The Lionesses RoarWhat Next for Equality in Football?
Carrie Dunn, author of a history of women’s football, speaks to experts about gender equality in the sport – and finds that the issues within the game are found across society
Where there’s success, there’s talk of money. England’s Lionesses hadn’t even packed away their gold medals after winning UEFA Women’s EURO 2022 before the murmurs began about their salaries. After all, the men’s senior team haven’t won anything since 1966 and they get paid millions. Why shouldn’t the women get the same?
Since 2020, England’s international teams – male and female – have received a match fee from the Football Association (FA) of around £2,000. All the men donate that to charity as do some of the women.
The bonuses on offer at major tournaments, however, are somewhat different. If the women had won the World Cup in 2019, they would have got £50,000 each. Had the men won their tournament in Russia the year before, they were in line to get £217,000 each.
That’s because the FIFA prize funds – the pot put together by the governing body of world football – are different, and depend hugely on the advertising and broadcast deals each tournament has brought in.
“The resources that you put into that team will be vastly different because how much money the country stands to win is vastly different,” says Dr Alex Culvin, a former footballer who now works in player relations for Fifpro, the international players’ union.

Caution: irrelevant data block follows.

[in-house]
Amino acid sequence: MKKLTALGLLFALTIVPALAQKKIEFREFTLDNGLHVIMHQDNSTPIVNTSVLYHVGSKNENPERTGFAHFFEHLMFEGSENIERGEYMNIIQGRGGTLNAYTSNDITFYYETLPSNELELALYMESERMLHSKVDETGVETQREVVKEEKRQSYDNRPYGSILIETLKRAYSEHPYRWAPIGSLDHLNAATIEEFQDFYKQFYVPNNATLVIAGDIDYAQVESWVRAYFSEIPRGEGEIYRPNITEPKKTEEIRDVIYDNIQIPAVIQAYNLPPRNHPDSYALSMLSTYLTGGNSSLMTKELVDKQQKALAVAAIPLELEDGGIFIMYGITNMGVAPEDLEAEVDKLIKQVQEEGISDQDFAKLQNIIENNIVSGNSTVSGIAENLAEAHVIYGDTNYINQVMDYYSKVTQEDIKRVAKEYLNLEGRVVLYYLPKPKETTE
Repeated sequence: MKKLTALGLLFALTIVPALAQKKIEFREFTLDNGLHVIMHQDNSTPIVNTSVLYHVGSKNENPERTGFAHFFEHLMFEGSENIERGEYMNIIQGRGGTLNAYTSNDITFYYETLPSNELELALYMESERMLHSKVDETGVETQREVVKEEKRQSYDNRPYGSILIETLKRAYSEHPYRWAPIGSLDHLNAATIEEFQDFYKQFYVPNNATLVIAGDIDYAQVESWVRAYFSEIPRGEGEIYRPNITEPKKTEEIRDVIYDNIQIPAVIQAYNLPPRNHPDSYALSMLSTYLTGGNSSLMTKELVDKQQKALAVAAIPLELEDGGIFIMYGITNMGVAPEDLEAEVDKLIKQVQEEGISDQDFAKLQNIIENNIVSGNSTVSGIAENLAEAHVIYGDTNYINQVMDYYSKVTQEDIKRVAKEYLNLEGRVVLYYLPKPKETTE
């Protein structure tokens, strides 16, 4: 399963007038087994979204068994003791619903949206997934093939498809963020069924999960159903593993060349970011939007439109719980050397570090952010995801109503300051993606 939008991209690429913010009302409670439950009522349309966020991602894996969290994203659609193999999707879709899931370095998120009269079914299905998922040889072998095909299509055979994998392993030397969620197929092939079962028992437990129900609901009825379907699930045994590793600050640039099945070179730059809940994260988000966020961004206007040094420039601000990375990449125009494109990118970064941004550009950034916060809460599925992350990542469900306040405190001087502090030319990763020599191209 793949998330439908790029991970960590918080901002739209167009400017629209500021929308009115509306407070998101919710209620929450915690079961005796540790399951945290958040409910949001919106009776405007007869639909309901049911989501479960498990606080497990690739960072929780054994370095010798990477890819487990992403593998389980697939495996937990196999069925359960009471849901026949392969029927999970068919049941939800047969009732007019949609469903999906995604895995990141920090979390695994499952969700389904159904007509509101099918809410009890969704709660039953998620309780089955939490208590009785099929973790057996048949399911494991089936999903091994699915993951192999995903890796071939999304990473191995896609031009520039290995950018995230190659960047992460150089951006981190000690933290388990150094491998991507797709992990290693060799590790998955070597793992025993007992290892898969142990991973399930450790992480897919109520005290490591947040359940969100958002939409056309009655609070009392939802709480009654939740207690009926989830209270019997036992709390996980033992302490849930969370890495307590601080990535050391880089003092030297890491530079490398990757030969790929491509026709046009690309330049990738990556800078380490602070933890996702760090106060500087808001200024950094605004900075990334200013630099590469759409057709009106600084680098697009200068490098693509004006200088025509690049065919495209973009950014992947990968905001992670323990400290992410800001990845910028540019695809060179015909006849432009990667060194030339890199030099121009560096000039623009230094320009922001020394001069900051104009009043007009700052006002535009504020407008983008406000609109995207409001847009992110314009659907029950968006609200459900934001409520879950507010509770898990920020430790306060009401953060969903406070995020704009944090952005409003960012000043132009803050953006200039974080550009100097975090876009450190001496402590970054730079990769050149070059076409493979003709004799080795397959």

“It’s a very simplified, straightforward way of quantifying [the pay] differences between men and women. But actually they have very different starting points.”
The Lionesses are earning decent money. They will have a central contract with the FA for their international appearances, worth about £30,000 depending on their age and their experience.
That is on top of the salary they receive from their clubs. The top tier in England, the Women’s Super League, is one of the best-paid in the world, and boasts its own broadcasting deal as well as sponsorship from Barclays. Chelsea’s Australian international Sam Kerr is thought to be on a significant salary, although there are no definite figures. It has been estimated by some to be more than £350,000 a year.
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Arsenal’s Vivianne Miedema signed a new contract with her club in March, and although she didn’t give any figures, she revealed: “There have been two clubs where I could have made more money, but I think I can say that I will be the highest-paid [women’s] footballer in England. So I certainly can’t complain.”
But the average professional footballer in the Women’s Super League will earn much less than the biggest names in the women’s game. When the league first started in 2011, many players worked in second jobs to supplement their income for what was essentially a semi-professional league. Now a basic salary would start at around £20,000.
And of course that is also a striking contrast to the average male Premier League player, who Statista estimates earns around £2.5 million per year, although this salary can drop significantly if a team is relegated or a player moves to a club in a lower league.
Men do tend to play more matches, with more teams in the Premier League than in the Women’s Super League. That does not completely explain, says Dr Culvin, the disparity in wages.